Helpline for healthcare staff dealing with psychological well being points launched

A number of associations of doctors and psychiatrists from around the world have teamed up to set up a dedicated hotline for medical staff to deal with stress, depression and other psychological issues they face during the Covid-19 pandemic.

In an official statement released on Saturday, the Global Association of Physicians of Indian Origin (GAPIO), a key partner behind the initiative, said the move was particularly important as the second wave of the pandemic hit doctors and nurses in the country and others in the country the industry on a grand scale.

This has created significant challenges as medical, nursing and allied health care providers experience stress, depression and suffering in the performance of their duties to care for patients, the GAPIO said in the statement.

Ensuring the mental well-being of health workers is paramount, and GAPIO and the Indian Psychiatric Society (IPS), along with other collaborators, have set up a hotline for HCWs with mental health problems to help them manage these issues, said

Other partners are the American Association of Physicians of Indian Origin (AAPI), the British Association of Physicians of Indian Origin (BAPIO), the Canada India Network Society (CINS) and the British Indian Psychiatric Association (BIPA).

When announcing the launch, Dr. Prathap C. Reddy, Chairman of the Apollo Hospitals Group and Founding President of GAPIO: “This is a very challenging and difficult time. An Exponential Rise in Cases of Anxiety, Post Traumatic Stress, and Depression in Healthcare With the support of psychiatrists, clinical psychologists, and other mental health professionals, the mental health needs of HCWs need to be addressed ”.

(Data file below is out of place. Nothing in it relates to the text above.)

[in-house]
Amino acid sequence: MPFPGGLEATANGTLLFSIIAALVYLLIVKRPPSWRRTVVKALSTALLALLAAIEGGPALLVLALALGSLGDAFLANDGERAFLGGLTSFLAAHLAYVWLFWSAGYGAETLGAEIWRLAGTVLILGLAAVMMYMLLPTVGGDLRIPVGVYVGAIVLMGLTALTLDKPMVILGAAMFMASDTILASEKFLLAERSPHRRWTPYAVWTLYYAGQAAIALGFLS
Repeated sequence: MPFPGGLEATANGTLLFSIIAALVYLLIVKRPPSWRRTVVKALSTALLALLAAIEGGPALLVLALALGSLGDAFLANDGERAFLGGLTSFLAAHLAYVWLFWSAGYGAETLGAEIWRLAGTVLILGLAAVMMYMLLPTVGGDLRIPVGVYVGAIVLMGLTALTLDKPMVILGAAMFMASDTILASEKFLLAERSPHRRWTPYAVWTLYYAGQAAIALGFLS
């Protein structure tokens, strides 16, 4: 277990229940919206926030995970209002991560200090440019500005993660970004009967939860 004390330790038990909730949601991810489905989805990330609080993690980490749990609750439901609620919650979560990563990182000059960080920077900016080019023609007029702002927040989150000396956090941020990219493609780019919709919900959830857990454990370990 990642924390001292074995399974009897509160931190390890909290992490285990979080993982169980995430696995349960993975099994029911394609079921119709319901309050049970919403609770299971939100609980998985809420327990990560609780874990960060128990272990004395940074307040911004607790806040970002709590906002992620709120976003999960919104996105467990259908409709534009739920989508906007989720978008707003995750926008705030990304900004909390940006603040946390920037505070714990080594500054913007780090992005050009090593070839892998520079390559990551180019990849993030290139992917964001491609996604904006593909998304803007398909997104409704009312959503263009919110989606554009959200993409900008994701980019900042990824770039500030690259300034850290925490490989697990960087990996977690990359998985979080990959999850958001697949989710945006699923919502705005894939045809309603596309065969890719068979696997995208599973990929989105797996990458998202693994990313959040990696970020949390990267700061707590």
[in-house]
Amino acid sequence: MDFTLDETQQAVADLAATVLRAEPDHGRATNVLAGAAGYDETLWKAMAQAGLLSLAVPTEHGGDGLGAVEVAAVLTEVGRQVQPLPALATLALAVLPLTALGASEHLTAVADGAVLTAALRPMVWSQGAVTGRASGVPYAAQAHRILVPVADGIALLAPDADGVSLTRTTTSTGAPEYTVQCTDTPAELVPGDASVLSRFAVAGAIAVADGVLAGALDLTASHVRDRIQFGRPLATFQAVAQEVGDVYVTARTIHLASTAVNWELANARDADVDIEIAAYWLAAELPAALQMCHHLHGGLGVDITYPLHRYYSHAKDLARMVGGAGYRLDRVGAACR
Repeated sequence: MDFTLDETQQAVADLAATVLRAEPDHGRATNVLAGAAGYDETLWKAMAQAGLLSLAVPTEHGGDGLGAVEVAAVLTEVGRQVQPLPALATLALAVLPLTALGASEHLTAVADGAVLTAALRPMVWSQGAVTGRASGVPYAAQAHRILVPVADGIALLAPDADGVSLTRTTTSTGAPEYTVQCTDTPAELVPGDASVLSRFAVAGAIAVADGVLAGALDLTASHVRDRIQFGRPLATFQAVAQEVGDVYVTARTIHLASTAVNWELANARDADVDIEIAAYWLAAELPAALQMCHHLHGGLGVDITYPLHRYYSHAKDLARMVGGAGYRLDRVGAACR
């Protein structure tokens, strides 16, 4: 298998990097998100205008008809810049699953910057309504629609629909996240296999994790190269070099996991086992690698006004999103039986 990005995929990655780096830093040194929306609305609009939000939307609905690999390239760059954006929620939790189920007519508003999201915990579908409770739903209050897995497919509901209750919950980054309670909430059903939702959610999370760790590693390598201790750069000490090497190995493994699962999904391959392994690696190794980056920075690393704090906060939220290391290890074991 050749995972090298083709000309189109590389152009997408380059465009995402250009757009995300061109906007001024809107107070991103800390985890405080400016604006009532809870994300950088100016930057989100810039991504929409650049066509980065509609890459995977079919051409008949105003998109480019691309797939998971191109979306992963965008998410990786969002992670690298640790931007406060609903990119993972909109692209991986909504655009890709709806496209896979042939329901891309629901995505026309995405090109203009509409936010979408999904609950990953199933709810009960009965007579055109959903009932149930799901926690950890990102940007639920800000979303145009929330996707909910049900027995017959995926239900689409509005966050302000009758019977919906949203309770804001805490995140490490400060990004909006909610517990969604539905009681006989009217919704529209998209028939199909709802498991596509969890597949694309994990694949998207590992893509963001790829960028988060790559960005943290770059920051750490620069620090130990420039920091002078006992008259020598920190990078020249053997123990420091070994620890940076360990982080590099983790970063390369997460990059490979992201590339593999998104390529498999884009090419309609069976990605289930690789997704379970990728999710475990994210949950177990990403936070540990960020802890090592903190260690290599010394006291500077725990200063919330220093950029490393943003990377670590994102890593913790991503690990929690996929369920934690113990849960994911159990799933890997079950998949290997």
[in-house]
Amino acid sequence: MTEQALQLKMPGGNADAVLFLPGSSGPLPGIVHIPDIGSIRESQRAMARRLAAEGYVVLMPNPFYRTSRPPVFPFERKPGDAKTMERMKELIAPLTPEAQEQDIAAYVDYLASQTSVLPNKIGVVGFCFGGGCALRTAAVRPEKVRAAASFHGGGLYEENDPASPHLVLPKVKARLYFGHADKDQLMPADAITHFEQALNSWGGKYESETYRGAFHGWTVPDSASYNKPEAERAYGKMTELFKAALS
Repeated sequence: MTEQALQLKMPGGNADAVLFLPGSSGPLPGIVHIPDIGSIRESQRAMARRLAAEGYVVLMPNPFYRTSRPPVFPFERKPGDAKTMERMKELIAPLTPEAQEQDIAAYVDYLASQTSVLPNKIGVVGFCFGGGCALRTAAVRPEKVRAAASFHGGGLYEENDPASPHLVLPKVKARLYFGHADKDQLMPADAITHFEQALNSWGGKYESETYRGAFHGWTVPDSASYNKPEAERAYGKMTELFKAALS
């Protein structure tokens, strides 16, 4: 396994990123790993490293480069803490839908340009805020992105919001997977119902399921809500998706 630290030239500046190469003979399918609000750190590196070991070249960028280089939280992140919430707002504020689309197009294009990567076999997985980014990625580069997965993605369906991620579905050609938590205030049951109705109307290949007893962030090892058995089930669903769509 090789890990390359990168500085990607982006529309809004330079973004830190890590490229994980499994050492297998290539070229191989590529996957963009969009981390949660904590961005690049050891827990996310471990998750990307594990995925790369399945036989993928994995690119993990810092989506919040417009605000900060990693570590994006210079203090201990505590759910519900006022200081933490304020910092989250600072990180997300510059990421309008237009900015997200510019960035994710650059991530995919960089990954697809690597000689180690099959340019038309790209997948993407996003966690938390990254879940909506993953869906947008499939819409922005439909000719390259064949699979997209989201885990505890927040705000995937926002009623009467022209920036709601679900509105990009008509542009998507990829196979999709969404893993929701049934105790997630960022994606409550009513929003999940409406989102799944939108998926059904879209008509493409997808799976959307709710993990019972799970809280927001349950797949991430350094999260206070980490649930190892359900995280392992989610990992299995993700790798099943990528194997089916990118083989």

It is hoped the helpline will alleviate the stress and challenges HCWs are facing in this unprecedented crisis, he said.

Dr. Anupam Sibal, President of GAPIO, said: “Peer support sessions will be available to provide assistance. There will also be the ability to organize individual sessions and referrals as needed”.

In May, when the second wave peaked, doctors and nurses had a “ward nightmare” when their patients died in large numbers.

Longer shifts of duty, each day with the death of patients or family members pleading to save their lives, doctors on the Covid service in Delhi, then opened up about their experiences, saying they were in the worst of the second wave of the crisis unimaginable psychological torment underwent pandemic.

From government hospitals to private facilities, the disastrous second wave in Delhi had not only stretched the health infrastructure to its limits, but also affected the physical and mental well-being of doctors and other health care workers.

“The United States has been through a similar situation to India. It has been difficult for American doctors and other HCWs exposed to extreme work pressures, stress and anxiety. Our insights from the American experience will help support this hotline,” said Dr Sudhakar Jonnalagadda, President, AAPI.

Dr. Gautam Saha, President of IPS, assured that psychiatrists from India will do everything possible to bring their mental health back to the level it was before the Covid-19 pandemic was declared. He added that this mental hotline will provide free online services to medical and related health workers.

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